In re: ADELPHIA COMMUNICATIONS CORPORATION, Debtor, Ad Hoc Adelphia Trade Claims Committee, Official Committee of Unsecured Creditors, W.R. Huff Asset Management Co., LLC, U.S. National Bank Association as Indenture Trustee, Appellants, v. Adelphia Communications Corporation, Debtor-Appellee, Bank of America, N.A., Bank of Montreal, Wachovia Bank, National Association, Appellees, Official Committee of Equity Security Holders, Appellee-Cross-Appellant.[1]

Nos. 06-1417-bk, 06-1738-bk.United States Court of Appeals, Second Circuit.
December 26, 2006.

[1] The clerk of the court is requested to amend the official caption accordingly.
[EDITOR’S NOTE: This case is unpublished as indicated by the issuing court.]

ON CONSIDERATION WHEREOF, IT IS HEREBY ORDERED, ADJUDGED,AND DECREED that the appeal from the judgment of said District Court be and it hereby is DISMISSED.

Appeal from the United States District Court for the Southern District of New York (Kaplan, J.).

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Jonathan E. Minsker, Kasowitz, Benson, Torres Friedman LLP, New York, NY, for Appellants-Cross-Appellees.

Eric B. Fisher, Morgenstern, Jacobs Blue LLP, New York, NY, for Appellee-Cross-Appellant.

Brian E. O’Connor, Willkie Fair Gallagher, LLP, New York, NY, for Debtor-Appellee.

Judith Elkin, Hayes Boone LLP, New York, NY, for Appellees.

Barbara A. Ward, Assistant United States Attorney for Michael J. Garcia, United States Attorney for the Southern District of New York, New York, NY, for Amicus Curiae the U.S. Department of Justice.


Appellants challenge an order of the District Court, which held that the Bankruptcy Court had committed no manifest error or abuse of discretion when approving settlements related to the estate of debtor-appellee Adelphia Communications Corporation (“Adelphia”).[2] Debtor-appellee and appellees move pursuant to Rule 27 of the Federal Rules of Appellate Procedure to dismiss the appeal as equitably moot, or in the alternative, because the appeal constitutes an impermissible collateral challenge to a bankruptcy court’s sale order. See 11 U.S.C. § 363(m). We assume the parties’ familiarity with the facts, procedural history and specification of issues on appeal.

Adelphia and appellees correctly argue that the circumstances surrounding this appeal have changed comprehensively during the pendency of this appeal. See In re Chateaugay Corp., 988 F.2d 322, 325 (2d Cir. 1993). Additionally, the amici curiae Securities and Exchange Commission (the “SEC”) and the U.S. Department of Justice (the “DoJ,” collectively, the “government”) point to the fact that the government declined to pursue massive civil fines and forebore mandatory forfeiture and even the criminal indictment of parties and non-parties to this case, in order to obtain settlements that would facilitate the creation of a victim restitution fund to compensate defrauded investors.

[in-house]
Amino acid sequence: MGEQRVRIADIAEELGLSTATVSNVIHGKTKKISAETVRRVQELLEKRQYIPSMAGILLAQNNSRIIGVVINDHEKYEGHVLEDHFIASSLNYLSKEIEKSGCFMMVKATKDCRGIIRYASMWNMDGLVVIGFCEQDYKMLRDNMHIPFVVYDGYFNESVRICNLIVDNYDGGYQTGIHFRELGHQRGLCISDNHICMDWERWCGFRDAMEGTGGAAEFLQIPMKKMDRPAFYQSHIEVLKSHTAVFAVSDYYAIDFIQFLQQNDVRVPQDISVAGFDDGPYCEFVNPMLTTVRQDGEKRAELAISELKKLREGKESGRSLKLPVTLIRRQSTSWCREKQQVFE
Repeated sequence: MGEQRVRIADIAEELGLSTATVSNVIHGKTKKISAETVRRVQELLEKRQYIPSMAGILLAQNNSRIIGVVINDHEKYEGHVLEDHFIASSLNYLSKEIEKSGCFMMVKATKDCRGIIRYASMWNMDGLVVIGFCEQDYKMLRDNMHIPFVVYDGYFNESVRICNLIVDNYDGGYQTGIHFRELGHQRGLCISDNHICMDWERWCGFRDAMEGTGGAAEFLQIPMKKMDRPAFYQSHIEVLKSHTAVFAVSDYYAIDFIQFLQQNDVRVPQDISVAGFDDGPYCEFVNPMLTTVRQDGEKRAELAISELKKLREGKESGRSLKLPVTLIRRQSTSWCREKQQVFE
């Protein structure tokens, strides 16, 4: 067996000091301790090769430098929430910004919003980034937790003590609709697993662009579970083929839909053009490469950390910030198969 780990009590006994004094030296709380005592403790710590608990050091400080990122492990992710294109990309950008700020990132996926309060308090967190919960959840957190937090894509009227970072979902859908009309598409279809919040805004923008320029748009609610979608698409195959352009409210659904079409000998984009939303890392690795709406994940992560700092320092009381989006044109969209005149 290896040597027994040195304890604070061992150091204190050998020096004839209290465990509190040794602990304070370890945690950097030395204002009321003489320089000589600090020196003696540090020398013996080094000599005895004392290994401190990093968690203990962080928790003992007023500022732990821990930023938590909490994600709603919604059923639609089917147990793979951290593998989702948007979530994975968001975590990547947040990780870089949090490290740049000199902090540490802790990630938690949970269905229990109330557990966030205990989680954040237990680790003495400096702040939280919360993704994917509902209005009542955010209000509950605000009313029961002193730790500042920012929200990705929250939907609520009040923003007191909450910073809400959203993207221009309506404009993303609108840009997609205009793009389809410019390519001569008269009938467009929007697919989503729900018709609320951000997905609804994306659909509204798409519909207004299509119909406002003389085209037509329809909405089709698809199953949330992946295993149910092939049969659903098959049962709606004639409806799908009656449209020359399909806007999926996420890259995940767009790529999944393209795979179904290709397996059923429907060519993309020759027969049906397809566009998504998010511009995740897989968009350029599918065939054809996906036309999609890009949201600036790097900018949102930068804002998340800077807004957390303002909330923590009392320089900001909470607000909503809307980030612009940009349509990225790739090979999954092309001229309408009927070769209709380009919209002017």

Appellants did not seek a stay before the government substantially performed its settlement obligations and the transfer and subsequent sale of the RMEs, which created comprehensively changed circumstances. Since they did not pursue with diligence all available remedies to seek a stay of execution to the objectionable 9019 order, they must demonstrate that the relief they seek would not create inequitable results See In re Chateaugay Corp., 10 F.3d 944, 949-50 (2d Cir. 1993). They have made no such showing.

The DoJ and the SEC argue convincingly that the form of relief the appellants request would deny them — and only them — the benefits of their bargains in the four interrelated settlements approved by the 9019 order at issue. This would be grossly inequitable, given what the government bargained away to obtain. Appellants’

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argument that the government bargained only to obtain exclusive control of the victim restitution fund in the event that no court found it to be in conflict with the creditor priorities of the bankruptcy code is meritless. The phrase in the settlement that indicated that the creation of the fund is “subject to an applicable court approval process” clearly referred to Judge Sand’s pending decision about whether to accede to the government’s request, pursuant to the settlement, to forebear mandatory forfeiture.

Appellants ask this court to give them the benefit of the doubt on the issue of equitable mootness so that we might reach the merits of this appeal. They allege that the issue of equitable mootness is a close one, and that the appeal would be decided in their favor should we reach the merits. We disagree. The relief requested by appellants would be inequitable as a consequence of their failure to seek a stay, which created comprehensively changed circumstances.[3]

We therefore dismiss the appeal.

[2] Appellee-cross-appellant challenges only the affirmance of that portion of the 9019 order reaffirming the existence of liens in property transferred to the Debtor during the pendency of the bankruptcy proceedings. This cross-appeal will be decided in a summary order issued simultaneously with this summary order.
[3] Any other form of relief, i.e., rescission of the agreements, would constitute an impermissible collateral challenge of the 363 orders. See 11 U.S.C. § 363(m); United States v. Salerno, 932 F.2d 117, 123 (2d Cir. 1991).